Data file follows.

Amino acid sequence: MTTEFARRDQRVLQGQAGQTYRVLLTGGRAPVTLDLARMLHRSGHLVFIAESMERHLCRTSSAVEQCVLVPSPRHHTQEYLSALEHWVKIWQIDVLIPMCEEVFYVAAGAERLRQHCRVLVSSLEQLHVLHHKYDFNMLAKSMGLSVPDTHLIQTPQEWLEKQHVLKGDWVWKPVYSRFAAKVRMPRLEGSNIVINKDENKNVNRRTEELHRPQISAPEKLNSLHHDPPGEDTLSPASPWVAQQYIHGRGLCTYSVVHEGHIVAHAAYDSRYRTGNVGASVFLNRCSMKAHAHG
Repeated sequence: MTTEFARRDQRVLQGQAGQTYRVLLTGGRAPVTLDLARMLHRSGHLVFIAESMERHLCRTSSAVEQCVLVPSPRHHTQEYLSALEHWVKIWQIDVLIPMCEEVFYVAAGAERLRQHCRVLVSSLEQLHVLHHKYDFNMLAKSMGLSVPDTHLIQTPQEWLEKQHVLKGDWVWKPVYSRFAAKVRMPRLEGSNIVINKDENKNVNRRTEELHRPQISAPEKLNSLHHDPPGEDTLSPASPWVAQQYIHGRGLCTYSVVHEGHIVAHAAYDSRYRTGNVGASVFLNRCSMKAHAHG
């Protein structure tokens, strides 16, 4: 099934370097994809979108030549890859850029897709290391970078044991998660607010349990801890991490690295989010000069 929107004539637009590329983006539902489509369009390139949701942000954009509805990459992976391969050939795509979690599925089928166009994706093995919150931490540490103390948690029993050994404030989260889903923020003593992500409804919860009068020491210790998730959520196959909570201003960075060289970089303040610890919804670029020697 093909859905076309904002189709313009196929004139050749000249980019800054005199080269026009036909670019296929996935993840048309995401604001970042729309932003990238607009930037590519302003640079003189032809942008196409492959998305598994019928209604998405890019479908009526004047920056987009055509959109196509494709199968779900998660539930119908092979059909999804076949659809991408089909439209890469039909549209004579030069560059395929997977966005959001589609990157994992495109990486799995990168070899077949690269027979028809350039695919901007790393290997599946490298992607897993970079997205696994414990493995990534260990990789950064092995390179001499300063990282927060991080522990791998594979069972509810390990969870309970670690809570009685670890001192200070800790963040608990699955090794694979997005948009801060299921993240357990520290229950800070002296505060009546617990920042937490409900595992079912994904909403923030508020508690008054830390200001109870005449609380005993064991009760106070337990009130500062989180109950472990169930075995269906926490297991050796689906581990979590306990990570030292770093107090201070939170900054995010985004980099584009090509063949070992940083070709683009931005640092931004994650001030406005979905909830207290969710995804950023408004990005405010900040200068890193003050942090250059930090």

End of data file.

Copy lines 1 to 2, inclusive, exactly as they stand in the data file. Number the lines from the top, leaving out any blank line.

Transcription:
Amino acid sequence: MTTEFARRDQRVLQGQAGQTYRVLLTGGRAPVTLDLARMLHRSGHLVFIAESMERHLCRTSSAVEQCVLVPSPRHHTQEYLSALEHWVKIWQIDVLIPMCEEVFYVAAGAERLRQHCRVLVSSLEQLHVLHHKYDFNMLAKSMGLSVPDTHLIQTPQEWLEKQHVLKGDWVWKPVYSRFAAKVRMPRLEGSNIVINKDENKNVNRRTEELHRPQISAPEKLNSLHHDPPGEDTLSPASPWVAQQYIHGRGLCTYSVVHEGHIVAHAAYDSRYRTGNVGASVFLNRCSMKAHAHG
Repeated sequence: MTTEFARRDQRVLQGQAGQTYRVLLTGGRAPVTLDLARMLHRSGHLVFIAESMERHLCRTSSAVEQCVLVPSPRHHTQEYLSALEHWVKIWQIDVLIPMCEEVFYVAAGAERLRQHCRVLVSSLEQLHVLHHKYDFNMLAKSMGLSVPDTHLIQTPQEWLEKQHVLKGDWVWKPVYSRFAAKVRMPRLEGSNIVINKDENKNVNRRTEELHRPQISAPEKLNSLHHDPPGEDTLSPASPWVAQQYIHGRGLCTYSVVHEGHIVAHAAYDSRYRTGNVGASVFLNRCSMKAHAHG